The West may believe that India is on the wrong side of history, but New Delhi understands that it is just on the wrong side of geography. Ukraine may be central to Western interests, and the US and its partners and allies may have the power to exert some influence or at least bog Russia down on Ukraine's cost. Still, India's geopolitical situation does not afford her the same luxury.
With Moscow, India has always prioritized its interests over its values. Even in January 1980, when the UNGA condemned the Soviet Union’s intervention in Afghanistan, India declined to stand publicly against Moscow even when then prime minister Indira Gandhi vehemently expressed her personal disapproval to Soviet authorities. In 2014, when Russia annexed Crimea, the Indian response was highly guarded. The reticence is rooted in classic geopolitics. India has suffered when Russia is weakened by external adventures and cannot act as an independent power pole in Eurasia. Russia's involvement in Afghanistan strengthened the US-China-Pakistan axis, which provided perfect conditions for Pakistan to build its nuclear capability.
Western sanctions after 2014 have helped create significant convergence between Beijing and Moscow. Russia became an enthusiastic partner in China's flagship foreign economic policy, the Belt and Road Initiative (BRI). It has also differed more and more with India on the Indo-Pacific and strengthened its military relationship with Pakistan. The current crisis and the Western response will not only cripple Russia, but it may well also end whatever autonomous agency Moscow may have vis-à-vis China. An alliance of Eurasia's authoritarian continental powers will portend great dangers not only for India but the rest of Indo-Pacific's maritime democracies.
Balancing the combined power of Russia and China will be extremely difficult. Russian oil and gas reserves could effectively end China's Malacca Strait dilemma, and its military-industrial complex can help accelerate China's military modernization. Japan and Australia are still not only once-removed from Chinese power through vast swathes of water, but they are also American alliance partners.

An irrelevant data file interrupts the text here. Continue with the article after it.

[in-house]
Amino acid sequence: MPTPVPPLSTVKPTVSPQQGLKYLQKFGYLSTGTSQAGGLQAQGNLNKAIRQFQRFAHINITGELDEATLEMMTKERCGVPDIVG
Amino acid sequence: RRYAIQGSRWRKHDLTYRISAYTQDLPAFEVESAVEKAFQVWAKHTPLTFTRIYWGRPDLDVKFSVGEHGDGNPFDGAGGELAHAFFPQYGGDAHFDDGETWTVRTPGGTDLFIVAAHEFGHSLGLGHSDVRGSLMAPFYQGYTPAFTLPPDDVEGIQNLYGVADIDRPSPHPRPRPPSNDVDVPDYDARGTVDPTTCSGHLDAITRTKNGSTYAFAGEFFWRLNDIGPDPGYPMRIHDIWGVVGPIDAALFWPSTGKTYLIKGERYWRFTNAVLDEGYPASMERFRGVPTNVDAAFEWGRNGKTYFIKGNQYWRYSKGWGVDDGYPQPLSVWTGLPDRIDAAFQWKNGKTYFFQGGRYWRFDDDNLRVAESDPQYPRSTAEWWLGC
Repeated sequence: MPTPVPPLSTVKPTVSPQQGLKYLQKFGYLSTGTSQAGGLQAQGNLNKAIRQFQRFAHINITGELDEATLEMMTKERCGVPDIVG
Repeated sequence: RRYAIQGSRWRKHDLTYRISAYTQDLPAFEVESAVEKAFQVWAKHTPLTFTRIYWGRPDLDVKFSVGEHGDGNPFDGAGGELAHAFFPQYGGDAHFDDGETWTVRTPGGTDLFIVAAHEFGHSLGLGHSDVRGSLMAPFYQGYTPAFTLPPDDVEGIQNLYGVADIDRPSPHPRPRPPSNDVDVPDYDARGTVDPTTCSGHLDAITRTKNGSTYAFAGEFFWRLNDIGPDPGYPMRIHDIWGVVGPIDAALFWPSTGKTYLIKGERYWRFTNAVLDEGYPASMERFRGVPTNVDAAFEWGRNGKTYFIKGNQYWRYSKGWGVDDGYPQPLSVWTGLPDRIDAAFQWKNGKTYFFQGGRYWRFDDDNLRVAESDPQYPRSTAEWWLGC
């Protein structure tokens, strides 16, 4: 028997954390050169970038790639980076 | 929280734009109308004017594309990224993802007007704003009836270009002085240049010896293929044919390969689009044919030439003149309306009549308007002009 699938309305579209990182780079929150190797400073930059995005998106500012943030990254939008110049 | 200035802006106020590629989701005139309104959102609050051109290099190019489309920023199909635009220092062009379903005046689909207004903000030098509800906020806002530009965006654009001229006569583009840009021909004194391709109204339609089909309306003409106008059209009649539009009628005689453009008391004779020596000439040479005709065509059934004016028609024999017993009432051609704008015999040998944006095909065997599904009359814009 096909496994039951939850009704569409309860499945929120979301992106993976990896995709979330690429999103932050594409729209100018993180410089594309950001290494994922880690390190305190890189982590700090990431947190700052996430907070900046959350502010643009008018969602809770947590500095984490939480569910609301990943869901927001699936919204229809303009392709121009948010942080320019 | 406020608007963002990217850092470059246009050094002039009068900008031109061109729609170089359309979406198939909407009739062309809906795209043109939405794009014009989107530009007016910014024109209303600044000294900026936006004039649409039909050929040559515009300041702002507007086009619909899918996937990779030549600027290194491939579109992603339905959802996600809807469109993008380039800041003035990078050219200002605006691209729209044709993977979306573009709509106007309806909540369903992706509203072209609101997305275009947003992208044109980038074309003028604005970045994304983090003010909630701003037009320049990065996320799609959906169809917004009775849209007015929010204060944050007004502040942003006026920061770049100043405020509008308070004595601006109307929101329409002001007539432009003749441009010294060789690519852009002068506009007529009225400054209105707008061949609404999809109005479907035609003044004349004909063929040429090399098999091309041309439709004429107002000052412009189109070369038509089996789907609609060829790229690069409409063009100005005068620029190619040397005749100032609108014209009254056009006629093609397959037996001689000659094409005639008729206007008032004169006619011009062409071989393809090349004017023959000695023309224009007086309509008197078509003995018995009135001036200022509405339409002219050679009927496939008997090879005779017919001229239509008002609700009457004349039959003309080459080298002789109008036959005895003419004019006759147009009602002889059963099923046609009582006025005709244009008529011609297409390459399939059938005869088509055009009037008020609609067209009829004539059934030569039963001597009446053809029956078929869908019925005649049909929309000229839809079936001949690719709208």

New Delhi enjoys no such privileges. Russia's interests are, however, independent of India's interests, and Indian diplomatic gymnastics may not stop the emergence of a tight alliance between the two. India's muted response toward Russia over Ukraine is, therefore, driven by its need to account for the emerging dynamics of Eurasia's balance of power and the impact on national security.
Second, Western entreaties over “alignment of values” between the liberal world and the world's largest democracy do not trump India's cold-blooded calculations of national interests. Not without reason, India and the US were estranged democracies during the Cold War. Much water has flown down the Ganges and Potomac in the last 30 years, however.
The India-US relationship is far more robust than ever. Still, it would be a mistake to believe that an appeal to values is responsible for transforming Indo-US relations. Instead, India's judgment on the “value of alignment” has primarily directed its embrace of the US and its security partners in the Indo-Pacific and beyond. In the post-Cold War world, at the height of US unipolarity, India jumped on the bandwagon of American power because of prospective gains it could make by aligning with the US. As the high-level Group of Minister's report submitted to the Indian government in 2000 stated, "meaningful, broad-based engagement with the United States spanning political, economic, and technological interests and commonalities, will impact beneficially on our external security concerns with a resultant albeit less visible impact on our internal security environment. Conversely, an adversarial relationship with that State can have significant negative repercussions across the same broad range of issues and concerns."